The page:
The RSA’s Public Services and Communities team, part of the Action and Research Centre, has launched a new ‘prospectus’ setting out its future programme of work.
‘People, Public Services, Power and Place’ (pdf, 11KB)’ is an ambitious plan to put reducing inequality at the heart of our work to create more inclusive economies, more innovative public services and more sustainable places. It is launched alongside fascinating new polling data showing unexpected support for higher taxation.
Since I started working at the RSA in May this year, I have made it my mission to go out and listen to the ideas and concerns of its 29,000 fellows who are distributed quite literally across the whole globe.
No other think tank has such a broad base of policy wonks. No other ‘do-tank’ has such a prolific network of innovators. And it seemed natural, for an organisation so deeply committed to democratic reform and community agency, to put our principles into practice and attempt to co-create the strategy we want to guide our work.
Over the course of hundreds of conversations and Fellowship meetings, 8 participatory workshops right across the UK, and a number of themed webinars involving fellows from overseas, it has been fascinating to crowdsource an agenda for change.
Almost ready for a revisit and renewal in 2019, in 2014 the Council published its Cultural Framework to provide the context for the development of culture in Preston, ensuring that the spirit and vibrancy of the Guild is maintained in the future.
The Framework recognises the importance that culture plays in our everyday lives and the development of Preston as a key cultural centre in Lancashire.
Vision for 2018
Preston is recognised as a major centre for culture in the North West, with a thriving creative sector, where everyone has opportunities to be inspired by and participate in arts and heritage and to have joyful experiences which reinforce the spirit of the Guild City.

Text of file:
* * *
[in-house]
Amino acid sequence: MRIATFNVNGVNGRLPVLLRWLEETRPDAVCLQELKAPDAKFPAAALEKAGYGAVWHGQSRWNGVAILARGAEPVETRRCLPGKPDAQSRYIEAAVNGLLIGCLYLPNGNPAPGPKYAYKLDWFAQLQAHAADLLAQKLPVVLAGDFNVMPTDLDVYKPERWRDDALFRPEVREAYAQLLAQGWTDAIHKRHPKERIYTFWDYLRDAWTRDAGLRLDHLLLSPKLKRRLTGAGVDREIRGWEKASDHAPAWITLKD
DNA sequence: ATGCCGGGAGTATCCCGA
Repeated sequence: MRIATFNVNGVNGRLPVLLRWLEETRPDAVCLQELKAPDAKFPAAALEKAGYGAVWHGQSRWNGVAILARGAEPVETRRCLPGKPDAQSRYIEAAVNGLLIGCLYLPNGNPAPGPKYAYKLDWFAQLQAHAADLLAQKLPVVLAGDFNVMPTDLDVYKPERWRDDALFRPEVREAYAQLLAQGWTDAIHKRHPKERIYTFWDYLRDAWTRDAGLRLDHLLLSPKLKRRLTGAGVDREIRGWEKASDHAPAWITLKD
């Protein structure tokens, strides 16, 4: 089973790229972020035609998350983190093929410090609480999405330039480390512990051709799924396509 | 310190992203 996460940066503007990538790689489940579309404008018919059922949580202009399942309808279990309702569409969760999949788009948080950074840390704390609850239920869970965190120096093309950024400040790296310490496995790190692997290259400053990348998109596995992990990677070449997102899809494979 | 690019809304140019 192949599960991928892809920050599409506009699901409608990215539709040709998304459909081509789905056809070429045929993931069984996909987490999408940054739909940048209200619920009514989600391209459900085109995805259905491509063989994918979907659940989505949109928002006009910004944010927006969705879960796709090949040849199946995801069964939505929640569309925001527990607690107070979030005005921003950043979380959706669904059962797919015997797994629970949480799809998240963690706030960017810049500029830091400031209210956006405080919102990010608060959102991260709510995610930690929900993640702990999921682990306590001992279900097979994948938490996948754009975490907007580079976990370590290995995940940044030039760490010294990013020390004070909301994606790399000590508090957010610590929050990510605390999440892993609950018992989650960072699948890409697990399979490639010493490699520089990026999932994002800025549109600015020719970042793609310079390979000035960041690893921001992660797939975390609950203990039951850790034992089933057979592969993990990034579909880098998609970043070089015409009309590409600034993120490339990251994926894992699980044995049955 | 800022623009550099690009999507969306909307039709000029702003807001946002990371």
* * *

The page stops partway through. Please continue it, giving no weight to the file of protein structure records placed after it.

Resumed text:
The Cultural Framework can be viewed and downloaded from the Documents section on this page.
The Cultural Framework board
To oversee and support the delivery of the Cultural Framework a board has been developed bringing together strategic cultural partners from across the city. The membership of the Cultural Framework Board is made up from:
- Preston City Council (PCC)
- Lancashire County Council (LCC)
- University of Central Lancashire (UCLan)
- Marketing Lancashire
- Curious Minds
- Preston Guild Hall
- Creative Lancashire
- The Harris Museum and Art Gallery
- Cultural Governors – 3 independent practicing artists – Matt Wilde, Steph Fletcher, and Phil Kaila
AluSiD (Alumino Silicate Design) was the name given to launch prototype examples of the ‘Eco-material’ David Binns and Dr Alasdair Bremner had been developing as part of the AHRC (Arts and Humanities Research Council) funded research project called ‘The Aesthetic of Waste”. The research project examines mineral waste as a potential alternative to traditional construction materials.